Monday, June 11, 2007

Throwing the book(s) at Hillary

David Seaton's News Links
Full disclosure: personally I think Hillary Clinton could be an even worse president than George W. Bush, but let not this be considered an anti-feminist position on my part. In my opinion her being a woman is one of her few redeeming features. I think she is simply a crummy example of our species. Her ego and ineptitude have caused millions of Americans to live without health care since the 1980s and thus she has caused or hastened the death of many of them and caused untold suffering to millions of her fellow citizens. I don't think even Bush has caused as much actual harm to Americans as she has... and she was only the president's wife! It would be insane to elect someone with her record. DS

Hillary Clinton: The Lady Vanishes - New Yorker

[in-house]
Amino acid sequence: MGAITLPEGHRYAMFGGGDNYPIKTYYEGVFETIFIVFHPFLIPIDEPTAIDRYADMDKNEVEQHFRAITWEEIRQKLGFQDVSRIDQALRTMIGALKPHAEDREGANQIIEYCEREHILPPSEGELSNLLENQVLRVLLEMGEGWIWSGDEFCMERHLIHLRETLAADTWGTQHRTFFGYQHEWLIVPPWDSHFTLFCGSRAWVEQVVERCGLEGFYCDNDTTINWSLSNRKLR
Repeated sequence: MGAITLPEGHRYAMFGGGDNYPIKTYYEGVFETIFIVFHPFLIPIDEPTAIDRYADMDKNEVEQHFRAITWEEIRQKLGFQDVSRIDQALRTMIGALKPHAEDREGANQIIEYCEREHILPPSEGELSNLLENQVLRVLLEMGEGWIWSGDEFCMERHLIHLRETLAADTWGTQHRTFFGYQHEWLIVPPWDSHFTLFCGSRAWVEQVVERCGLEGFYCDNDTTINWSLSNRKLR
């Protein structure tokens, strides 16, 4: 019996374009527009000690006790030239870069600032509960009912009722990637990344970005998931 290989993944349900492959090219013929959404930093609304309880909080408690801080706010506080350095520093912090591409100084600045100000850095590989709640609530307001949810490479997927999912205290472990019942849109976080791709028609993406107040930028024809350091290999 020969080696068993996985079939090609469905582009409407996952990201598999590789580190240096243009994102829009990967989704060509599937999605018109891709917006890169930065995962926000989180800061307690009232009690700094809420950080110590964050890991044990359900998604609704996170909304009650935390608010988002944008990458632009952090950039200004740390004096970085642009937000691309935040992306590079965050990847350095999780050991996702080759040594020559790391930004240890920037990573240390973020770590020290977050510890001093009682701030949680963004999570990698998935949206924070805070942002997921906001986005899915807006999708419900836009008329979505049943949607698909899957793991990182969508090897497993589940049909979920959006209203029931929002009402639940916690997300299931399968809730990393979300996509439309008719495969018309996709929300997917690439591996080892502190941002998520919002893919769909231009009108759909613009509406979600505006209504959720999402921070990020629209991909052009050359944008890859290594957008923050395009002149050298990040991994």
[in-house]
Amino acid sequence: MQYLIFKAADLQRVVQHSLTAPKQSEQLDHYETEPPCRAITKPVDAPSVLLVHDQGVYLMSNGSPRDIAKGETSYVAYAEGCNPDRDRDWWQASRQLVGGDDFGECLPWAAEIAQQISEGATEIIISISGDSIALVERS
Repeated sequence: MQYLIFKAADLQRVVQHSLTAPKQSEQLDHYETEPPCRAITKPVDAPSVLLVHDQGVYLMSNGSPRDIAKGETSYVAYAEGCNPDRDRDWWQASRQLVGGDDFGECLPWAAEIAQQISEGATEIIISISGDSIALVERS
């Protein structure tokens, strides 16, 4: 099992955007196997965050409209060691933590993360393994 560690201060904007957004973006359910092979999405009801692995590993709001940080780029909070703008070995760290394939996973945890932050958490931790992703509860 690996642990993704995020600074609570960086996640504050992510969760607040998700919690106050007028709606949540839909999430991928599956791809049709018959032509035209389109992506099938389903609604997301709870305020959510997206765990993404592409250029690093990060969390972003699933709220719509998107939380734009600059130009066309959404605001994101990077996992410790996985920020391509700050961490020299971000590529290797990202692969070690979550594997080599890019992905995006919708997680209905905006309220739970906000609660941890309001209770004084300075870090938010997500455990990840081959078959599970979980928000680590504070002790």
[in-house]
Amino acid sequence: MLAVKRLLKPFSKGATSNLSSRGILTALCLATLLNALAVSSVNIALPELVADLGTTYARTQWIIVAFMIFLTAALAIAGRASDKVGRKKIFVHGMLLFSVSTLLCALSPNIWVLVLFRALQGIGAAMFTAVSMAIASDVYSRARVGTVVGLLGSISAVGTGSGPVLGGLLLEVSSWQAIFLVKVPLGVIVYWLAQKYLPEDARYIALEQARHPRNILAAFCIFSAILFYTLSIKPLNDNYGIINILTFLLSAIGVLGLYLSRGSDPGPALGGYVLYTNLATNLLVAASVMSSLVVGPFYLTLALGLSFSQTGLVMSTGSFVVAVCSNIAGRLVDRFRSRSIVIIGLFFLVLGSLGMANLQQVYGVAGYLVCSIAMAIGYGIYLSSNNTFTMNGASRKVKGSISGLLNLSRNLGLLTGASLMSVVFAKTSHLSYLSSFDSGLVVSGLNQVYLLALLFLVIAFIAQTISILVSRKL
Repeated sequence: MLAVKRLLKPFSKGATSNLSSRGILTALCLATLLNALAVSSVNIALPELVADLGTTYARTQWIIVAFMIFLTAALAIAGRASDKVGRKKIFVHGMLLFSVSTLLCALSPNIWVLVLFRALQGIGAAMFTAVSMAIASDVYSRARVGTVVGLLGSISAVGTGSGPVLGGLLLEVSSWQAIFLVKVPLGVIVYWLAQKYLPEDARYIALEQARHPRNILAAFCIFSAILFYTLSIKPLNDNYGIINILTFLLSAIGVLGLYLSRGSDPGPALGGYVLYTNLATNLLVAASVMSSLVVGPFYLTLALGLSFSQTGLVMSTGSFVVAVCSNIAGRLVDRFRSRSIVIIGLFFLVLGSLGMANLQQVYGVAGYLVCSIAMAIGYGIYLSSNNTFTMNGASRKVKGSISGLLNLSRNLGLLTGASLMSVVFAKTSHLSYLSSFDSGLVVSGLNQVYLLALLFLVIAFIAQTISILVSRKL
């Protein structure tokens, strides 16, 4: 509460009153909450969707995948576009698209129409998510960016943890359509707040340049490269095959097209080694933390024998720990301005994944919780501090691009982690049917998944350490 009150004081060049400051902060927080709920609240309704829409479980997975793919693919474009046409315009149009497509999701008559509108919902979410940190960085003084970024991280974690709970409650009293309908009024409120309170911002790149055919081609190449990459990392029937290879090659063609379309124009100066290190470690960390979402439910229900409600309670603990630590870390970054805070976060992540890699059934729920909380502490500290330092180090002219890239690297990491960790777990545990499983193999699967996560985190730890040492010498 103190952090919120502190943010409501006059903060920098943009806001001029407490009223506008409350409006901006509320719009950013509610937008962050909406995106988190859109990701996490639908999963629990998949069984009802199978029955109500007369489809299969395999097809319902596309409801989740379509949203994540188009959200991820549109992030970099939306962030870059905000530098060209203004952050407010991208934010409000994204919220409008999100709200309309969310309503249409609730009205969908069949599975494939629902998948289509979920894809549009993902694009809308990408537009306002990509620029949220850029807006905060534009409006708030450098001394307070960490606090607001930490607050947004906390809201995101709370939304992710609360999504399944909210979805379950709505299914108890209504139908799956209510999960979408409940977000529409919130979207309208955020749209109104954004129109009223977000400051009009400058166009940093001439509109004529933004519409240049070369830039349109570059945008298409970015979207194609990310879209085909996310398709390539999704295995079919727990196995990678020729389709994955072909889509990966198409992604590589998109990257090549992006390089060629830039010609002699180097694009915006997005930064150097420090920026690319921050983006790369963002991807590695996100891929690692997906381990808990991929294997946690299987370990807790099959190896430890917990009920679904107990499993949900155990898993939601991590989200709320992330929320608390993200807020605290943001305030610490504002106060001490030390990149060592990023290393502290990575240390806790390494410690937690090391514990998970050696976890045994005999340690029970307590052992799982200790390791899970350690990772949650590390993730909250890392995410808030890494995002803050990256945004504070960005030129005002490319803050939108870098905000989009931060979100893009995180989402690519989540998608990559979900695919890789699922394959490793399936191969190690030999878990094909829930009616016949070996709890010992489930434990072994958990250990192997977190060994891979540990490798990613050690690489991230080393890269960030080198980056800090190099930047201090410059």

Abstract: The repeated failure to get at the “real” Hillary can itself be variously interpreted. It can be taken as a reason to abandon the project or, alternatively, to rethink the question. On the face of it, one would be hard pressed to maintain that the public doesn’t yet know enough of the relevant facts. By now, even those who have been only half paying attention possess more information—much of it intimate—about Hillary Clinton than they do about their neighbors, their co-workers, and, quite possibly, their parents. If many Americans, including many of Clinton’s biographers, still feel that they don’t know the real Hillary, then surely that must say something about who Hillary really is.(...) Bernstein makes several things clear about the health-care debacle, one of which is that it didn’t have to happen. As he reports the story, the first critical misstep was Bill’s. Many of the new President’s advisers, including Lloyd Bentsen, the Treasury Secretary, and Donna Shalala, the Secretary of Health and Human Services, opposed the choice of Hillary to lead what was formally known as the President’s Task Force on National Health Care Reform. They doubted her qualifications and advised the President to keep his distance. Shalala tells Bernstein that she warned the President, “You can’t run a major policy like this out of the White House. You’ve got to have some insulation from it, in case it falls on its face.” But he wouldn’t—or couldn’t—listen. As an anonymous deputy explains to Bernstein, it was a matter of politics in the most domestic sense. Hillary had “stood by him in the Gennifer Flowers mess. And he had to pay her back. This is what she wanted.”(...) Clinton’s biggest blunder, as Bernstein tells it, was to offend the very legislators whose support she needed most. At a retreat for Democratic senators in the spring of 1993, Clinton was asked whether it was realistic to pursue such an ambitious health-care program, given her husband’s many other legislative initiatives. She responded that the Administration was prepared to “demonize” those who opposed the task force’s recommendations. “That was it for me in terms of Hillary Clinton,” Senator Bill Bradley, of New Jersey, told Bernstein. “You don’t tell members of the Senate you are going to demonize them. It was obviously so basic to who she is. The arrogance. The assumption that people with questions are enemies. The disdain. The hypocrisy.”(...) “I find her to be among the most self-righteous people I’ve ever known in my life,” Bob Boorstin, the task force’s deputy for media relations, told Bernstein. “And it’s her great flaw, it’s what killed health care.” READ IT ALL

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